Tag Archives: chinese

What Language to Learn: South-East Asia

The boys at ComingAnarchy might enjoy this one…

I am close to wrapping up my tour of South East Asia, having visited Singapore, Thailand, and Malaysia. In all three countries Chinese strikes me as more useful than England. This was especially surprising in Thailand and Malaysia, which are noted tourist areas… I can get almost nowhere in English, but I find a large fraction of the folks I meet can communicate with me in Chinese. I find that conversations stress my Chinese vocabulary much less often than while actually in China, though, so it seems that most people who speak it have picked it up as a second language.

Review of "Forbidden City Cop"

Forbidden City Cop‘s plot, such as it is, is of the evil Gum Kingdom’s quests to conquer the Chinese Empire. The simpleminded and friendly Emperor is no match for the clever Gum barbarians, and from the offer of a concubine to the capture of a space alien, the Emperor believes & accepts every Gum entreaty. It’s up to doctor who moonlights as an Imperial Bodyguard and inventor, Ling Ling Fat (“008”, Stephen Chow), to save the day.

Chow’s films are a combination of lighthearted physical comedy and commentary on culture. The recent Shaolin Soccer (2001) is a masterful example of this, combining the rise of an improbably sports team (a la The Longest Yard) with a realist examination of contemporary urban China. Forbidden City Cop is an earlier example of the same themes, deftly combining western imports (UFOs, the Academy Awards, spy thrillers) with traditional (ancient heroes, an Empire in distress) and contemporary (kung fu) themes.

The only downside was the subtitles, sometimes hardly readable because of their positioning on the screen. Still, the film was funny and cute, and I recommend it. I rate it 8 / 10.

Rent from Greencine. (Currently out of stock at Amazon.)

Chinese (the Nationality and the Languages)

Sun Bin, a fine blogger, and I have been hanging out at Tom Barnett’s and Catholicgauze’s blogs. Some excerpts

From Thomas P.M. Barnett :: The Weblog:

Besides being bad in itself, sacrificing the security to a multiparty because a party dictatorship is insulted is not a lesson we want to teach Beijing. And especially not when the dictatorship’s arguments boil down to racial politics for an offshore state that was ruled from the mainland for all of one thousand days in the 20th century.

From Geographic Travels with Catholicgauze!:

Sun Bin is referring to Zhonghua Minzu, the Chinese Nation. As it was developed, it referred to all ethnicities within the border of the late Qing Empire. (Similar to America’s focus on nationality by land and not blood). Of course, since that time China lost Mongolia and (for a few hundred days) gained Taiwan, so “Chinese Nationalists” may now exclude Mongolia and incorporate China.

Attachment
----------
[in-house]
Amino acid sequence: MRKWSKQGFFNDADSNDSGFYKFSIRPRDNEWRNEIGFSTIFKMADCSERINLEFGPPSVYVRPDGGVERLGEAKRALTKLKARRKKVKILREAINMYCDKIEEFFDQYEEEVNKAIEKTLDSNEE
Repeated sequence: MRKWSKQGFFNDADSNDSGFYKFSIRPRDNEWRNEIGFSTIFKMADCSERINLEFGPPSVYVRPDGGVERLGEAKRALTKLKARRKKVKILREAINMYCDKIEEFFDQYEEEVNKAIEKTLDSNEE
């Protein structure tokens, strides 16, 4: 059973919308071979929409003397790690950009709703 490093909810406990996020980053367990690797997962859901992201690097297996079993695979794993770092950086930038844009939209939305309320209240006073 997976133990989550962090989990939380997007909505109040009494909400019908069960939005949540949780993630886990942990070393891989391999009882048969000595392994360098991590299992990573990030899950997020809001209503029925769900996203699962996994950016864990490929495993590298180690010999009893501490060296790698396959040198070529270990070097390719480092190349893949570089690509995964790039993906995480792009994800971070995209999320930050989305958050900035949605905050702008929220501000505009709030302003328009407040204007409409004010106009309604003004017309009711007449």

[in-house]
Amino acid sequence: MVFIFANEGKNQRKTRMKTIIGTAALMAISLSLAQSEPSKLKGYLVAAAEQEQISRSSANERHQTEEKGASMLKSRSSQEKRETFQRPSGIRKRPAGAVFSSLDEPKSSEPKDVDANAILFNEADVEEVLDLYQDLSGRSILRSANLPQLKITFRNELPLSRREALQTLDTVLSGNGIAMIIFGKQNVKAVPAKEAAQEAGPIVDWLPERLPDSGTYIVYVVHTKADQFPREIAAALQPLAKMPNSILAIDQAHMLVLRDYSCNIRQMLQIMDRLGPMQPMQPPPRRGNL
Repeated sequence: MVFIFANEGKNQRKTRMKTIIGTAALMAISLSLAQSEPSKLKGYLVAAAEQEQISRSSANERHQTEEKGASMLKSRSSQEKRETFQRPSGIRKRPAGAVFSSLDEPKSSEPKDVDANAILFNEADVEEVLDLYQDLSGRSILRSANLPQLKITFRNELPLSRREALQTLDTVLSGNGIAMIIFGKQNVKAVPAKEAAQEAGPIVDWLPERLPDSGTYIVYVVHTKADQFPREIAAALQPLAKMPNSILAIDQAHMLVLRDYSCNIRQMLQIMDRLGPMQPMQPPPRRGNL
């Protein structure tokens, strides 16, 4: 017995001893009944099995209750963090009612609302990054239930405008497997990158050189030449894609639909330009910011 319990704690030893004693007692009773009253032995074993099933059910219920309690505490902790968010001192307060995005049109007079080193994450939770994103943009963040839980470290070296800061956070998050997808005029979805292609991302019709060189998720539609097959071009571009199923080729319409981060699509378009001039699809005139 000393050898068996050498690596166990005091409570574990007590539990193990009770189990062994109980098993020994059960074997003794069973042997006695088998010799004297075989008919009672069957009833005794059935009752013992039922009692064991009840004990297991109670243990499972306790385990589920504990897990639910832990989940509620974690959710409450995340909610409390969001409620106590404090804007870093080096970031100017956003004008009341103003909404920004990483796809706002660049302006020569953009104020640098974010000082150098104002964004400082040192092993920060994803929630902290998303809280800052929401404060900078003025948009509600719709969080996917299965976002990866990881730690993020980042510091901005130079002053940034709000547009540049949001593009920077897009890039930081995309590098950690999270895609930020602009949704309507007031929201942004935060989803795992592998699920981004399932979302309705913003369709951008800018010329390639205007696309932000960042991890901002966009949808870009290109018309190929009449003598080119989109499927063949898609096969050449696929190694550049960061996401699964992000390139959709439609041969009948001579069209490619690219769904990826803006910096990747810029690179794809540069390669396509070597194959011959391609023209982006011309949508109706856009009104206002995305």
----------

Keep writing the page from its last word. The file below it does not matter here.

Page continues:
Read the whole things!

Chinese Perspectives on the 600th Anniversary of Zheng He’s First Voyage

600 Years Ago,” China Doll, 9 July 2005, http://hollymolly.net/ca/2005/07/600_years_ago.php (from Simon World).

I’m a great admirer of admiral Zheng,” by m.c., China Doll, 9 July 2005, http://hollymolly.net/ca/2005/07/600_years_ago.php (from Simon World).

The Chinese Admiral, Muslim eunich, and adventurer Zheng He left China to see what he could see 600 years ago today. He voyaged to Indonesia, India, Sri Lanka, Persia, Africa, and perhaps farther. Chinese bloggers are divided on his legacy

medium_zhengheship.gif
Zheng He’s Treasure Ship, background
Columbus’s Santa Maria, foreground

 

The Chinese discovered America in 1421, 71 years before Christopher Columbus did in 1492; passed the southern tip of Africa (Cape of Good Hope) 76 years earlier than Vasco da Gama; rounded the globe about 100 year earlier than Ferdinand Magellan’s fleet (1519-1522) and surveyed Australia three centuries before James Cook did in the 18th century.

We can only contemplate today what the legacy of the great Chinese armadas would have been if China had not abandoned her glorious maritime and scientific heritage and retreated into a long, self-imposed isolation from the outside world. What we do know as a fact is that by incorporating the discoveries of the Chinese fleets and by importing the Chinese navigational know-hows, the Europeans charted their even more adventurous routes and began their 500 years domination of the world.

Perhaps, who was first to discover America or to circumnavigate the globe is not nearly as important as the difference in spirit between the Chinese and European explorations. For the Europeans, they were about colonization and seizing control of foreign lands and for gold and silver. For the Chinese, the explorations were about friendship and promotion of peace. The Europeans loaded their ships with treasures and plunder when they returned home; the Chinese loaded their junks with treasures when they set sail away from home.

Perhaps, just perhaps, if the Chinese had not given up their explorations, Africa would not be so miserable nowadays.

or

Zheng He’s explorations was more for political, or “show-off” reasons, instead of a simple gesture of international friendship. I’d say it took almost 1/3 of the nation’s GDP.

The explorations could probably not be financially sustainable for long by the Ming Dynasty. The European controlled the seas for the next 500 years, not because by mere technologies, but its privately funded maritime system, insurance structures, and seafaring traditions. All of which we didn’t have.

Granted. Admiral Zheng’s journey was glorious, but I’d think twice about trivializing the West’s maritime records. The fact is – they made progress, and we stopped for the next 500 years.